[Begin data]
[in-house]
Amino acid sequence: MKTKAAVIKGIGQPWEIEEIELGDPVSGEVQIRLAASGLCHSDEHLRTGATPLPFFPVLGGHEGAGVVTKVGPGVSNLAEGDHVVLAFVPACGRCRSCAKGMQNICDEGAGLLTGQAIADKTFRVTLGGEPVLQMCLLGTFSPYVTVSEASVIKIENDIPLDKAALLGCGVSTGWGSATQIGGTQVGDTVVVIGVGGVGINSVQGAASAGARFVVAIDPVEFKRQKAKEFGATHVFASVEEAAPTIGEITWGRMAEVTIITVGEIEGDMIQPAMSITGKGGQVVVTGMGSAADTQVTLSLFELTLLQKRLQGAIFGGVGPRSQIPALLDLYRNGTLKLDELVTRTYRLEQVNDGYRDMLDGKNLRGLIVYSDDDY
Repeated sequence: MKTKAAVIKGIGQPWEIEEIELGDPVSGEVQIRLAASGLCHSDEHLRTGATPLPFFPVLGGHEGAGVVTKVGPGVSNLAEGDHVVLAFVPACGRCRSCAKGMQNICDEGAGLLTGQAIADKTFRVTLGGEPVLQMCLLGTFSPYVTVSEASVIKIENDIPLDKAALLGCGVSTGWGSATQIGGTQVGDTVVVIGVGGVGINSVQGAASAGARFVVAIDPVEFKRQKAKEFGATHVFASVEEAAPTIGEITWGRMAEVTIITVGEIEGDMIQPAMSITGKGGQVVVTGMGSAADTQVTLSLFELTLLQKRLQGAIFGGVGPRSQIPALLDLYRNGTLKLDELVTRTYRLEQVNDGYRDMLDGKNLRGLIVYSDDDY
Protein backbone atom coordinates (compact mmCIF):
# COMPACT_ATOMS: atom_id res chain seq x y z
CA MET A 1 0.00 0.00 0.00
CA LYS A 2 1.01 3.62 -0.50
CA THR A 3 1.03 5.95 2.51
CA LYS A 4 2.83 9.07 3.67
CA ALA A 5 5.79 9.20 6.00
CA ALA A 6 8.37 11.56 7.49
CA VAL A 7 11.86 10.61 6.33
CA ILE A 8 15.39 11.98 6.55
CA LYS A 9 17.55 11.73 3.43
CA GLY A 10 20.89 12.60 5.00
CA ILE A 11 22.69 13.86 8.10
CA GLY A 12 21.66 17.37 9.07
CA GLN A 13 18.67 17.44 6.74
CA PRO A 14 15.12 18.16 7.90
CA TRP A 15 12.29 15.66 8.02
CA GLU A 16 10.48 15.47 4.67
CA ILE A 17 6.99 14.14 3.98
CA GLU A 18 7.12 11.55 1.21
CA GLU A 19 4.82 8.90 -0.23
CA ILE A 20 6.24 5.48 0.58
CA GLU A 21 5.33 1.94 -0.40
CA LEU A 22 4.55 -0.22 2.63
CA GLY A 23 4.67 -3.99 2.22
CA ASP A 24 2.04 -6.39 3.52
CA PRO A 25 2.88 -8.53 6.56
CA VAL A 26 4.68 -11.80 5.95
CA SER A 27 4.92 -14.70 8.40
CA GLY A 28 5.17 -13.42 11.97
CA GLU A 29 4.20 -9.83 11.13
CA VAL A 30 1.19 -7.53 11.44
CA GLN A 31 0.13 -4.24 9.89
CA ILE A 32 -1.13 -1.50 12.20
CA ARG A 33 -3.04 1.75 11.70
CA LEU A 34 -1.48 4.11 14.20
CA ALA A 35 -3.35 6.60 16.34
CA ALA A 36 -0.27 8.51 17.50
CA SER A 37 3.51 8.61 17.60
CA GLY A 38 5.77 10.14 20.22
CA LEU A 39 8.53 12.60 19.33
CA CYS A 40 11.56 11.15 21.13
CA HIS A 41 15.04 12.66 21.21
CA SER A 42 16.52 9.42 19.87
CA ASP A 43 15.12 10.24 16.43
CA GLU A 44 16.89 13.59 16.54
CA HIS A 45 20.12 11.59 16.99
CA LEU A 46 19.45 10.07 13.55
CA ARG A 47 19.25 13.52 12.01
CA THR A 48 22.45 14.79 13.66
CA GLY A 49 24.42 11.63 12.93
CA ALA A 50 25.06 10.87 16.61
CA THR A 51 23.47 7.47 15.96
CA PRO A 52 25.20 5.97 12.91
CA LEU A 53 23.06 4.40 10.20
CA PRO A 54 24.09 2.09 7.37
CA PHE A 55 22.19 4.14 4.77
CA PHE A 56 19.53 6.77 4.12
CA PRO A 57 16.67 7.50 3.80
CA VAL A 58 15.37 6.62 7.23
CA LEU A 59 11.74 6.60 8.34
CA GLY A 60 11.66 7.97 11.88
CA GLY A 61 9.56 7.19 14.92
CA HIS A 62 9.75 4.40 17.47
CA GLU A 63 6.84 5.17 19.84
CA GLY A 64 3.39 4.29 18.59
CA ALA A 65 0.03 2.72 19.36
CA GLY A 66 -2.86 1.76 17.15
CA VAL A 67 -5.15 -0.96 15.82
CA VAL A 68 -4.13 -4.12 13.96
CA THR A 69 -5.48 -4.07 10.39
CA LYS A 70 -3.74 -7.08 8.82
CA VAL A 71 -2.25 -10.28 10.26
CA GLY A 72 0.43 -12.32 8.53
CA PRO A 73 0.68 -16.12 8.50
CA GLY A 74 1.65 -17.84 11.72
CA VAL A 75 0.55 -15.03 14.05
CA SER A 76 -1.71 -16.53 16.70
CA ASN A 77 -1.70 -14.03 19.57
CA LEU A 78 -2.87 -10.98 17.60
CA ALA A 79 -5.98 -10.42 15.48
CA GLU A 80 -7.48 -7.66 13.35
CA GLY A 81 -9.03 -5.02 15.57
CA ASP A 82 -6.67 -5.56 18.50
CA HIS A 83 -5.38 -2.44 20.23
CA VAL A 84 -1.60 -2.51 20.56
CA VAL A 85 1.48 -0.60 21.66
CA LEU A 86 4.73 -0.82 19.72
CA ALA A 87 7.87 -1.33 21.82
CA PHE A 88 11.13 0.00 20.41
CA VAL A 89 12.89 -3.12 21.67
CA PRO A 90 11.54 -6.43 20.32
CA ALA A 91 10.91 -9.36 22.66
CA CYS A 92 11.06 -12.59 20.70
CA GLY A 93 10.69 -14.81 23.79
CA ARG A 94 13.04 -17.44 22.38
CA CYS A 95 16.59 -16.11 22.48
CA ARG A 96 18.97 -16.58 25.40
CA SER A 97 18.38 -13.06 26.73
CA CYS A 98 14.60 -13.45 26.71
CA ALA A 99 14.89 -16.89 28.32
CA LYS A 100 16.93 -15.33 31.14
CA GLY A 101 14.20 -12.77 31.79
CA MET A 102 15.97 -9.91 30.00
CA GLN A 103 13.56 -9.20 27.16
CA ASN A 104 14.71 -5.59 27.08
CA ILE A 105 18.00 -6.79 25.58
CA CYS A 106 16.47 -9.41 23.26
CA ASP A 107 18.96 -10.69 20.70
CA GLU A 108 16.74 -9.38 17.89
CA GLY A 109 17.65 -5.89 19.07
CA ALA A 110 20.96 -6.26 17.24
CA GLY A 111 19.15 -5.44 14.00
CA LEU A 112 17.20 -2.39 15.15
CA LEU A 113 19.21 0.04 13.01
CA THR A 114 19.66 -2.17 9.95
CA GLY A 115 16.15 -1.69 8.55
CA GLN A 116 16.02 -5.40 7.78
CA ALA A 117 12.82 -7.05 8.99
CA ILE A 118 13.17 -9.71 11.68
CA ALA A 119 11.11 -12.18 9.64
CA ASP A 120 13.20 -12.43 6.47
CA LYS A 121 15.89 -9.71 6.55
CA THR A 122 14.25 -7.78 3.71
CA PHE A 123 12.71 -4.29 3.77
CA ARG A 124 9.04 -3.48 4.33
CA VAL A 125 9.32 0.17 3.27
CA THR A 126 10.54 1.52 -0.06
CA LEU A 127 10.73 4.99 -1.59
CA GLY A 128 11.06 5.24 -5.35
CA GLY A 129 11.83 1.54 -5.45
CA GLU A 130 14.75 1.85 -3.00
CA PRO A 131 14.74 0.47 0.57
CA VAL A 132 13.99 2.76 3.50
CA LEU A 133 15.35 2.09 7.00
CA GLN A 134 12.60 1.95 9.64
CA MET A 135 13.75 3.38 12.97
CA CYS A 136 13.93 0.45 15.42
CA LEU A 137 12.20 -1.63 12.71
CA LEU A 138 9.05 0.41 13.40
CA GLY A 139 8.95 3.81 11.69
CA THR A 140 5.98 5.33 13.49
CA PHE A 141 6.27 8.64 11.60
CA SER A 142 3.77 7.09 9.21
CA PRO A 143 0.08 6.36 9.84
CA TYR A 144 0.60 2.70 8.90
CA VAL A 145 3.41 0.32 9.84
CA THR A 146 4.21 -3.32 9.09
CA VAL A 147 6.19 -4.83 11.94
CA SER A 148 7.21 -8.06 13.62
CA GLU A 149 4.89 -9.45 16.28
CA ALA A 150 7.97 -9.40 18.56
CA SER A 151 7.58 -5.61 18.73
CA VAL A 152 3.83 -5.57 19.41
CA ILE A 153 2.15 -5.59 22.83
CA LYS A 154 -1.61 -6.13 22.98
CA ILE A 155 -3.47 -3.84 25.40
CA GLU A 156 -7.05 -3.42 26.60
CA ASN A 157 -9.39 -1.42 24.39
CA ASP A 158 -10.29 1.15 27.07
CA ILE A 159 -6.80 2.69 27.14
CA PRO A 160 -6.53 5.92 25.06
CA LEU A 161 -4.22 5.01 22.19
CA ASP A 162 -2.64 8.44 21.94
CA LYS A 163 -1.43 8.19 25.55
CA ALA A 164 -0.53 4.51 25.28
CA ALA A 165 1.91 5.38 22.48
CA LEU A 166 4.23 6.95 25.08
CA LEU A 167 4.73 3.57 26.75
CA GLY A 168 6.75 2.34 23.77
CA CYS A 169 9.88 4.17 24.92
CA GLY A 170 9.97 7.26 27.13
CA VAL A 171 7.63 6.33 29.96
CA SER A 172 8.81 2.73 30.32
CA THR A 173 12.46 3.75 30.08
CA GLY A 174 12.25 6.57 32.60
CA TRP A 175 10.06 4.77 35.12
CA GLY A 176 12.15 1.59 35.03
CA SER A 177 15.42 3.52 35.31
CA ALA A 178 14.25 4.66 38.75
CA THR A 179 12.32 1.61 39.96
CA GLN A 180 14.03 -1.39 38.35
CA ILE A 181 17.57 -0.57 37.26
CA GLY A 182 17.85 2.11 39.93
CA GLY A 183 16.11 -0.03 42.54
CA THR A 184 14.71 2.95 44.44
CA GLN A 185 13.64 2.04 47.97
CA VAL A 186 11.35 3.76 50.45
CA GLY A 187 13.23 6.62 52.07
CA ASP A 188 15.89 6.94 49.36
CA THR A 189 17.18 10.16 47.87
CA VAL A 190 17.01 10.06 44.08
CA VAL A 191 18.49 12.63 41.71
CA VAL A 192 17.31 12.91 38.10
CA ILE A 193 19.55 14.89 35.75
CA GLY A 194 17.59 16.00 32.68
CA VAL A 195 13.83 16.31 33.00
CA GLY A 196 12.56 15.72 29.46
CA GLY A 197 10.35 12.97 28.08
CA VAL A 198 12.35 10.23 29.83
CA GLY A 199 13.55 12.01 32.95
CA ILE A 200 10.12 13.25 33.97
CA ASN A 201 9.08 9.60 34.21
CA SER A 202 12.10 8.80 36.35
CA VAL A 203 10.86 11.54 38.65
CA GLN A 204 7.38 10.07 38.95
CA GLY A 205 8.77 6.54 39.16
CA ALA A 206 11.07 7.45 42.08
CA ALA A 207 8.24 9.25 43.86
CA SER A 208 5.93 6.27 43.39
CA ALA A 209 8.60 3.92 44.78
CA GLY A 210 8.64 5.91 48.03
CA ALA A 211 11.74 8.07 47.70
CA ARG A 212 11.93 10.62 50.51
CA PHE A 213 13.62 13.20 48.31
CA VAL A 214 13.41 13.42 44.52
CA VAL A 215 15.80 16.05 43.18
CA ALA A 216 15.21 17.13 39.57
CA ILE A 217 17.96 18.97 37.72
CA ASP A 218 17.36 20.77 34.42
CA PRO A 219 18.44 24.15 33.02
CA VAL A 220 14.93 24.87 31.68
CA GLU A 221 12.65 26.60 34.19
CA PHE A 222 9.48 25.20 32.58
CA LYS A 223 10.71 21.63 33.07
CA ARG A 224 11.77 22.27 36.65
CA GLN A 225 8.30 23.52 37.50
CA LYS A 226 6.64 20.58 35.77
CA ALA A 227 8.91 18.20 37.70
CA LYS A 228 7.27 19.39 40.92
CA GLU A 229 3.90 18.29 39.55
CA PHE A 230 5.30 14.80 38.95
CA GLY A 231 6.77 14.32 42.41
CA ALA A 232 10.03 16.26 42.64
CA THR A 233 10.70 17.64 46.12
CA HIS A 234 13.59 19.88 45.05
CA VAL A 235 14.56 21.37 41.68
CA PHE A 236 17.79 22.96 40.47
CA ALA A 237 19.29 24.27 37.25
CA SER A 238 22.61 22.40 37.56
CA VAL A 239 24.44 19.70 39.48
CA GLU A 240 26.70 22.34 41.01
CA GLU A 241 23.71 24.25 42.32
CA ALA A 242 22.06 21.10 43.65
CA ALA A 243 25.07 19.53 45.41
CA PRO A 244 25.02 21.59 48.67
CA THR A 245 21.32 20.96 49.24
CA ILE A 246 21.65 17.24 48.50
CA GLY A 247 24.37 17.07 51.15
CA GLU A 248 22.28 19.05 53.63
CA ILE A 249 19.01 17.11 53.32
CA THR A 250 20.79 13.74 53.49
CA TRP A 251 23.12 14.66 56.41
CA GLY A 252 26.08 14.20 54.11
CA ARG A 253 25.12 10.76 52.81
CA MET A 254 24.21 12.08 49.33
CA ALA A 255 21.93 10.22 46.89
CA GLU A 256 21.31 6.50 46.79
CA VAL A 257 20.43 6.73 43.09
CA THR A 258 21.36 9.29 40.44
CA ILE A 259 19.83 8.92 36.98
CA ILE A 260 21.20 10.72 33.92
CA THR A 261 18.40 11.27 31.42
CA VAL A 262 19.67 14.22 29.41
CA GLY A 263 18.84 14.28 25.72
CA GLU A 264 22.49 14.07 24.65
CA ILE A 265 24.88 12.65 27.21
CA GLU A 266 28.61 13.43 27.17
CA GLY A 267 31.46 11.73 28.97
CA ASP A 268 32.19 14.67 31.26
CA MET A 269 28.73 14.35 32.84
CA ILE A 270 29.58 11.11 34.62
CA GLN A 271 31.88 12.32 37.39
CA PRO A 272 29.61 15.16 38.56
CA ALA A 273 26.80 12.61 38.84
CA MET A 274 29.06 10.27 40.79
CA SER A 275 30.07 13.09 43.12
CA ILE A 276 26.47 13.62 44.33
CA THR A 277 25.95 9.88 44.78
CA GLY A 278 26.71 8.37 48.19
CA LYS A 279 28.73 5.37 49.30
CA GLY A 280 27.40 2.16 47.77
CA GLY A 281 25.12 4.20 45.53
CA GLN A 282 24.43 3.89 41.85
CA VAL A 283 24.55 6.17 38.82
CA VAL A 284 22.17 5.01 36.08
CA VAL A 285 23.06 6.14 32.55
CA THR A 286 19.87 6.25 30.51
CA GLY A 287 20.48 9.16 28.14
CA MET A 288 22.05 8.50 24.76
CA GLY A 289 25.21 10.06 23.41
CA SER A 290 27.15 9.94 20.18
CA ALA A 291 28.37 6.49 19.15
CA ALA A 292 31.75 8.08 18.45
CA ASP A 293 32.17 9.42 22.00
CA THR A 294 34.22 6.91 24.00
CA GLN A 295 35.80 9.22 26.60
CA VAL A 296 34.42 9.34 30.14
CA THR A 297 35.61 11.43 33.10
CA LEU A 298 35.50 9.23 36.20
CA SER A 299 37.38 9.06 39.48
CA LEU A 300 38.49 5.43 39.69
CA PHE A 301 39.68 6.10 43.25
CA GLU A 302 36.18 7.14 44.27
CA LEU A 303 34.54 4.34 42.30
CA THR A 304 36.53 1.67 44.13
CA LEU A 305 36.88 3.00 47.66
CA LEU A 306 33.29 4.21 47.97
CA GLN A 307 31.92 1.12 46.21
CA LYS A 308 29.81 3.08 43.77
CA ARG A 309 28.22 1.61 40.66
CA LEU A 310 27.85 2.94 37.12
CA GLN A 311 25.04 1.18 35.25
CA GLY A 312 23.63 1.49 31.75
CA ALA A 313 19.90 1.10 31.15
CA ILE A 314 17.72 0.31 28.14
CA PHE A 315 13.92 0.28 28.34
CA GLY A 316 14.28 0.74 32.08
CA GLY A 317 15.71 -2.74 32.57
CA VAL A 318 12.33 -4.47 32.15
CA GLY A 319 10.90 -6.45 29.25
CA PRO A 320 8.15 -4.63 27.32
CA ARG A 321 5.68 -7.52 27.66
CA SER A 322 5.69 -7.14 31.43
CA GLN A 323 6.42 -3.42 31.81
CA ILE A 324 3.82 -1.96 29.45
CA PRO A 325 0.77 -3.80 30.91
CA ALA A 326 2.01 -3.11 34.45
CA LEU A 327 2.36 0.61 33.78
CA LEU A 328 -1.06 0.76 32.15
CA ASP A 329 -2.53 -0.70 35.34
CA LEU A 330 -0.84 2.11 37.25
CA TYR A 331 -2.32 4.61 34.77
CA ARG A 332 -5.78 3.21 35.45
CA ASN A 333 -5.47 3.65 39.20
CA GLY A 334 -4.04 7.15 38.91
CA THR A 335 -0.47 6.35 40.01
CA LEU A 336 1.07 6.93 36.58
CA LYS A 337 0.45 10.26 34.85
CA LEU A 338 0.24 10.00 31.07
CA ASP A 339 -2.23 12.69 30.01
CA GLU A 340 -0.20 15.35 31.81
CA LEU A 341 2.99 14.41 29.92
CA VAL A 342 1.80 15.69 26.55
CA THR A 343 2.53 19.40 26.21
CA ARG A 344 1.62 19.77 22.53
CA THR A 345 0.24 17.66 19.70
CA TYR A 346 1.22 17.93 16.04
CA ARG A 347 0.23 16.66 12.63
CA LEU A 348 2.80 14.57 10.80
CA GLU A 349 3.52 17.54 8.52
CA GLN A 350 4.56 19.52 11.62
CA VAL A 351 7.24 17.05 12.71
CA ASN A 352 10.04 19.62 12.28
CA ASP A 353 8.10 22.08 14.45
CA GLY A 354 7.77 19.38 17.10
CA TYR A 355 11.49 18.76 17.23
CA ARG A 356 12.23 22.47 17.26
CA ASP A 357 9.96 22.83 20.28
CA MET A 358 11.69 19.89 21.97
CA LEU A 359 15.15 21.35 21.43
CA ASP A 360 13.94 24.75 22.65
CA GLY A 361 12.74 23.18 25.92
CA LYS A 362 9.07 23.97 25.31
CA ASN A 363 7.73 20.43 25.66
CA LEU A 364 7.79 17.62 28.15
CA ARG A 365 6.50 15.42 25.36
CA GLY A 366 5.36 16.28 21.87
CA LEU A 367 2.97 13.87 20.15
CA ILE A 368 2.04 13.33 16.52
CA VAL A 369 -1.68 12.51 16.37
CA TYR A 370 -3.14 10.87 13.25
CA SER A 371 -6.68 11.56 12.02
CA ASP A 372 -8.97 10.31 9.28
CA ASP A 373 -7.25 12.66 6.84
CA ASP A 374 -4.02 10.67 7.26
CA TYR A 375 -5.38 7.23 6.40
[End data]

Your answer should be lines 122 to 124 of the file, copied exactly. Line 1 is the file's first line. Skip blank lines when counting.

CA ALA A 117 12.82 -7.05 8.99
CA ILE A 118 13.17 -9.71 11.68
CA ALA A 119 11.11 -12.18 9.64